Case solved: CJEU releases its final interpretation of ‘regulatory act’

Dr. Agne Limante

MA candidate in EU Law at King’s College London


This short note is an update to our earlier post Inuit and Microban: ECJ explains notion of ‘regulatory act’.


Yesterday, 3 October 2013, the Court of Justice of the European Union (CJEU) released its final judgment in the Inuit case[i] – a case which concerns the standing requirements in annulment actions and which is an appeal against the earlier General Court’s interpretation.[ii]

Under Article 263(4) of the Treaty on the Functioning of the European Union (TFEU), establishing the basis for annulment actions of private applicants, any natural or legal person may “institute proceedings against an act addressed to that person or which is of direct and individual concern to them, and against a regulatory act which is of direct concern to them and does not entail implementing measures”. Up until now there was still a doubt as to what a “regulatory act” might include as no further reference could be found in the Treaties, no final decision of the Court of Justice existed and appeal from the General Court was pending.

Inuit was the first case where the CJEU was called to interpret the notion of ‘regulatory act’, a novelty introduced by the Lisbon Treaty. The case concerned the European Parliament and Council Regulation No. 1007/2009 on trade in seal products, which the applicants claimed to be a regulatory act. However, the General Court (order of 6 September 2011) was of the opposite opinion. It concluded that ‘regulatory act’ for the purposes of Article 263(4) TFEU must be understood as covering all acts of general application apart from legislative acts. It dismissed the action for annulment as it was lodged against regulation adopted through the legislative procedure.

Hoping, that the Court of Justice will decide to introduce a more flexible interpretation of ‘regulatory act’, Inuit Tapiriit Kanatami and other applicants brought an appeal against the order of the General Court. However, yesterday’s decision dashed all hope. The Court of Justice decided to follow Advocate’s General Kokott opinion (delivered on 17January 2013) and to stick to interpretation of ‘regulatory act’ presented by the General Court.

The Court firstly noted that it is apparent from the third limb of the Article 263(4) TFEU that its scope is more restricted than that of the concept of ‘acts’ used in the first and second limbs of the Article 263(4) TFEU, in respect of the characterisation of the other types of measures which natural and legal persons may seek to have annulled. Thus, according to the Court, ‘regulatory act’ cannot refer to all acts of general application but relates to a more restricted category of such acts. The Court of Justice supported the position of the General Court agreeing that legislative acts, which, although they may also be of general application, are not covered by the concept of ‘regulatory acts’, and, therefore, continue to be subject to more stringent admissibility rules (applicants must prove direct and individual concern).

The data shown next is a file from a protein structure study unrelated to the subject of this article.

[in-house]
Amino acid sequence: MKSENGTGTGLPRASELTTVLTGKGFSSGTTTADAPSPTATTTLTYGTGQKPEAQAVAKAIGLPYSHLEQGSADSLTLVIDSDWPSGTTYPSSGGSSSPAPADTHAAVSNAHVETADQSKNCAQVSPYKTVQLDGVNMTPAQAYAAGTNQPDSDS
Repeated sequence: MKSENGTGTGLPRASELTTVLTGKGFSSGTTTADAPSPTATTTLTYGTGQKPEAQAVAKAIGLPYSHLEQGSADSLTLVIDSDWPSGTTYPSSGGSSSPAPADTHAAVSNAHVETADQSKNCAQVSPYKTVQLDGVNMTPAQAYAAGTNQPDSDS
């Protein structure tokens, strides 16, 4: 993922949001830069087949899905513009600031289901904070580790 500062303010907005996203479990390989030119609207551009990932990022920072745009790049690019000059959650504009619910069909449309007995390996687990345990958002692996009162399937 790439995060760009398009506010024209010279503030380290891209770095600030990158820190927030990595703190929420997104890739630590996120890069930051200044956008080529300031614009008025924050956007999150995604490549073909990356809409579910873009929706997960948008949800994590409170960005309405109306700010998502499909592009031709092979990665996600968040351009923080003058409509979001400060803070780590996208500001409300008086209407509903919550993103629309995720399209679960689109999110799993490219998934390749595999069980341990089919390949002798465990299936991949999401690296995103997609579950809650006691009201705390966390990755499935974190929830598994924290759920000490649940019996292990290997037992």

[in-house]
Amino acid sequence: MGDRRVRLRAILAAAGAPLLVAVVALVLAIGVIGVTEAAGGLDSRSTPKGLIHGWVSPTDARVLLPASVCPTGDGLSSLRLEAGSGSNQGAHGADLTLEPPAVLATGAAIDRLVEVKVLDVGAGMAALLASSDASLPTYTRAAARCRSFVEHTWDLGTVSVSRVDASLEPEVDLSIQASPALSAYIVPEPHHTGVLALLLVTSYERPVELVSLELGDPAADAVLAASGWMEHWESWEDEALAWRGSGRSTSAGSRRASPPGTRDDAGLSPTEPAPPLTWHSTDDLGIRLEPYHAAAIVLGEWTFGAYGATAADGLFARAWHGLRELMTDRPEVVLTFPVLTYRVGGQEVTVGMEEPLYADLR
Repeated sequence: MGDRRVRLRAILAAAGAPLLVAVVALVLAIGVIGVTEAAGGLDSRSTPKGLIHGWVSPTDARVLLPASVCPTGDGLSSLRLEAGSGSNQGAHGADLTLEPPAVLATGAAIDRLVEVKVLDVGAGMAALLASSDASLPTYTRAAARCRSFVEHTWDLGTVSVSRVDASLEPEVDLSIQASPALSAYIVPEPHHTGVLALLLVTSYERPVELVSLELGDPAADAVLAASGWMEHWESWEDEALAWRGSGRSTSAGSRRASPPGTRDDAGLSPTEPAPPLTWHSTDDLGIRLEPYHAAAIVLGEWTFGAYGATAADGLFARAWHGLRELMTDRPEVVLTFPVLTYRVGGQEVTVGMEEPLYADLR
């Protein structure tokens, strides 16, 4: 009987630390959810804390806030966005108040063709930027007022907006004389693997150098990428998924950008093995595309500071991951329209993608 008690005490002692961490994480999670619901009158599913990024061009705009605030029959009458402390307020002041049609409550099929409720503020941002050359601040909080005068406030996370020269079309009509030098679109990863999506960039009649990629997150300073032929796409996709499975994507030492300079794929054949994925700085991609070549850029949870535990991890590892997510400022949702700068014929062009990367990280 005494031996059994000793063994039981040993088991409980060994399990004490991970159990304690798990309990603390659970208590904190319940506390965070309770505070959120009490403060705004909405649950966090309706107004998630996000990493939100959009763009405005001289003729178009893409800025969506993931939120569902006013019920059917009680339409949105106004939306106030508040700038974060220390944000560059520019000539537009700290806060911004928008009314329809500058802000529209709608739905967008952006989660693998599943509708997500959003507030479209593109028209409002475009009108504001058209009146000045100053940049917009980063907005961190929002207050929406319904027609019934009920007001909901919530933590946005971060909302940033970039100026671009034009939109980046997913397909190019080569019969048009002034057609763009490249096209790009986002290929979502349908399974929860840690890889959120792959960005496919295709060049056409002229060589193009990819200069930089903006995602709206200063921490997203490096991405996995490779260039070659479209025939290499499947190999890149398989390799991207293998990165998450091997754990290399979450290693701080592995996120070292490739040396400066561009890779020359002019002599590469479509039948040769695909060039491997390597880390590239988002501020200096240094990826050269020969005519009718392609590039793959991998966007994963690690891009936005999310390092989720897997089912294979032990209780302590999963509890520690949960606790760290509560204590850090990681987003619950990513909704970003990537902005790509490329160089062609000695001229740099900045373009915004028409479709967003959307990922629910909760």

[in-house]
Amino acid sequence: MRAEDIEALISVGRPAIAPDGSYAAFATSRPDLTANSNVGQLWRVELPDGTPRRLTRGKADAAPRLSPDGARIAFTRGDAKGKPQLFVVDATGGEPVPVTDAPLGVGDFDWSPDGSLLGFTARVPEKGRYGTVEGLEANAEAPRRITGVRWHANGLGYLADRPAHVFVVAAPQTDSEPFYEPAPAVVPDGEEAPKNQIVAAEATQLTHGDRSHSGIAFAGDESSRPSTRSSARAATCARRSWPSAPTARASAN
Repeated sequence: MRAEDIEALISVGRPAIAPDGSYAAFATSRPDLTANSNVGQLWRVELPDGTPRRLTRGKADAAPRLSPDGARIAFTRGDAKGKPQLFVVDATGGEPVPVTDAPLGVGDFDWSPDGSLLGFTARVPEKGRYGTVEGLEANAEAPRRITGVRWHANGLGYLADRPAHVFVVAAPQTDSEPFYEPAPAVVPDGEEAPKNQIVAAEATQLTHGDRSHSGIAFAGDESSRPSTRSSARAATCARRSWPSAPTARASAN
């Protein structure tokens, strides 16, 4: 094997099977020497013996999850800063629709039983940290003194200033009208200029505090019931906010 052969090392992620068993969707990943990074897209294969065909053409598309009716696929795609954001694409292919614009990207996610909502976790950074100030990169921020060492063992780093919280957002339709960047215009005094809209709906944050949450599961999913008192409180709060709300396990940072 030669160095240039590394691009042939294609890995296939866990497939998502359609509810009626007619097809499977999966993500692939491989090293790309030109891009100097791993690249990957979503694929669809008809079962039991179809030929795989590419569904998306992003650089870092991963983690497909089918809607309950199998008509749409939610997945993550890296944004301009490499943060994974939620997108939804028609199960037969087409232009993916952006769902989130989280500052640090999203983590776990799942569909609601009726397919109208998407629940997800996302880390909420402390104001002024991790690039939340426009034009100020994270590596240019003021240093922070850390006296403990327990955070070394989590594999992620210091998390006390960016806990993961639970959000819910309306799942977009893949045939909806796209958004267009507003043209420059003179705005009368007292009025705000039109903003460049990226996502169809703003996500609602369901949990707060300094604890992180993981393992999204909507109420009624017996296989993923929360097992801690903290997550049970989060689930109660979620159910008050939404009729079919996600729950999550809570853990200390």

Thus, it can now finally be stated that the case is solved and it is clear what types of acts are ‘regulatory acts’ and might be subject to less stringent standing rules. According to the jurisprudence of the CJEU, for an act to fall under the concept of ‘regulatory act’, it shall satisfy the following requirements:

–       It shall be an act of general application (not an individual act)

–       It shall be non-legislative. Whether an act is legislative or not is determined by the procedure which led to its adoption: legislative is an act adopted through legislative procedure (ordinary or special).

Considering such case law, the ‘floodgates’ were not opened and the possibilities for private applicants to challenge legislative acts remain extremely limited. On the other hand, the doors for challenging non-legislative acts after Lisbon Treaty became more open. Well, as one would say, you cannot get it all at once…

[i] Case C-583/11 P Inuit Tapiriit Kanatami and Others v European Parliament and Council of the European Union. [2013] ECR II-0000.

[ii] Case T-18/10 Inuit Tapiriit Kanatami and Others v European Parliament and Council of the European Union [2011] ECR I-00164.


Case Comment: C-523/11 and C-585/11 Prinz and Seeberger – AG Sharpston strikes again


Re-posted from the Eutopia Law Blog


Adrienne Yong

PhD Candidate at King’s College London


Yet another chapter of the European citizenship saga sought clarification by AG Sharpston in the Prinz and Seeberger Opinion delivered last week on February 21, 2013. Concerning one of the most prevalent categories of citizens claiming rights under the Art 20 and 21 TFEU – students – Prinz and Seeberger discusses a classic situation that has pervaded the over 20 years of Union citizenship development. Effectively, AG Sharpston aims to explicate the notion of proportionality in citizenship, which has for years escaped valid clarification. She discusses the different strands of objectives of integration, with more substantial meaning than it would appear at first.